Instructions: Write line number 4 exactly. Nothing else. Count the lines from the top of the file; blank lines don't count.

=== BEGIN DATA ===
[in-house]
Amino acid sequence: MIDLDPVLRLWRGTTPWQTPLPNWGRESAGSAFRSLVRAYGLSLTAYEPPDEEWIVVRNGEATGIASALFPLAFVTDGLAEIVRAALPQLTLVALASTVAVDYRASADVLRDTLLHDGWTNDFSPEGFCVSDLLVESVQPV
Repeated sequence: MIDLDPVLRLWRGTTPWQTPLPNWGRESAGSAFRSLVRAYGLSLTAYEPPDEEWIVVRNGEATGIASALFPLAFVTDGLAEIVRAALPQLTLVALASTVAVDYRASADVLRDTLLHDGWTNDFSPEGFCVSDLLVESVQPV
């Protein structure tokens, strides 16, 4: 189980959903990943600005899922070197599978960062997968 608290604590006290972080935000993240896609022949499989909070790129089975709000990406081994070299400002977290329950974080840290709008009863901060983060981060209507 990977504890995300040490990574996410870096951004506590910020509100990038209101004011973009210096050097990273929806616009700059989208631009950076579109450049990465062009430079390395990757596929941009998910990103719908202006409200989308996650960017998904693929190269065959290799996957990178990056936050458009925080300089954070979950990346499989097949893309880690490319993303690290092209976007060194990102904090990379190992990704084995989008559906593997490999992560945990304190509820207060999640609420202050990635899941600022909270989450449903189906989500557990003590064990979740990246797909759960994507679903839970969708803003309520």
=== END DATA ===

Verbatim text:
């Protein structure tokens, strides 16, 4: 189980959903990943600005899922070197599978960062997968 608290604590006290972080935000993240896609022949499989909070790129089975709000990406081994070299400002977290329950974080840290709008009863901060983060981060209507 990977504890995300040490990574996410870096951004506590910020509100990038209101004011973009210096050097990273929806616009700059989208631009950076579109450049990465062009430079390395990757596929941009998910990103719908202006409200989308996650960017998904693929190269065959290799996957990178990056936050458009925080300089954070979950990346499989097949893309880690490319993303690290092209976007060194990102904090990379190992990704084995989008559906593997490999992560945990304190509820207060999640609420202050990635899941600022909270989450449903189906989500557990003590064990979740990246797909759960994507679903839970969708803003309520």